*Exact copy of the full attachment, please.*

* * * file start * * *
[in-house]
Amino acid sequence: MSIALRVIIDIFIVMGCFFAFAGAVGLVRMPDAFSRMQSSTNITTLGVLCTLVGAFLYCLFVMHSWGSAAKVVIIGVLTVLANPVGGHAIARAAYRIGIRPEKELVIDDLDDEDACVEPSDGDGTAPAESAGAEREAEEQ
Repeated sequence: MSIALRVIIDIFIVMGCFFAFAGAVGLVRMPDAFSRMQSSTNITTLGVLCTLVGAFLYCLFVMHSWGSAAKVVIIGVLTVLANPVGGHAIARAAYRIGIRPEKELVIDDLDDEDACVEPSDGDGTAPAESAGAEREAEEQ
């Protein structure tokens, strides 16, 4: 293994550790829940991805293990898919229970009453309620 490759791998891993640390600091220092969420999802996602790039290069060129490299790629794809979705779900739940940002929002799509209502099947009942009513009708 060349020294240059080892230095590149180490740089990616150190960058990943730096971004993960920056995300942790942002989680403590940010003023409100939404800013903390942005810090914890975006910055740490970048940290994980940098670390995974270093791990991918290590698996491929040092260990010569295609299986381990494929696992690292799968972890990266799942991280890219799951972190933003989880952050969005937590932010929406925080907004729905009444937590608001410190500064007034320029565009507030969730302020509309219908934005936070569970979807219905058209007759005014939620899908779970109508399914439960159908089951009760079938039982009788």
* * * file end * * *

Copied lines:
[in-house]
Amino acid sequence: MSIALRVIIDIFIVMGCFFAFAGAVGLVRMPDAFSRMQSSTNITTLGVLCTLVGAFLYCLFVMHSWGSAAKVVIIGVLTVLANPVGGHAIARAAYRIGIRPEKELVIDDLDDEDACVEPSDGDGTAPAESAGAEREAEEQ
Repeated sequence: MSIALRVIIDIFIVMGCFFAFAGAVGLVRMPDAFSRMQSSTNITTLGVLCTLVGAFLYCLFVMHSWGSAAKVVIIGVLTVLANPVGGHAIARAAYRIGIRPEKELVIDDLDDEDACVEPSDGDGTAPAESAGAEREAEEQ
């Protein structure tokens, strides 16, 4: 293994550790829940991805293990898919229970009453309620 490759791998891993640390600091220092969420999802996602790039290069060129490299790629794809979705779900739940940002929002799509209502099947009942009513009708 060349020294240059080892230095590149180490740089990616150190960058990943730096971004993960920056995300942790942002989680403590940010003023409100939404800013903390942005810090914890975006910055740490970048940290994980940098670390995974270093791990991918290590698996491929040092260990010569295609299986381990494929696992690292799968972890990266799942991280890219799951972190933003989880952050969005937590932010929406925080907004729905009444937590608001410190500064007034320029565009507030969730302020509309219908934005936070569970979807219905058209007759005014939620899908779970109508399914439960159908089951009760079938039982009788």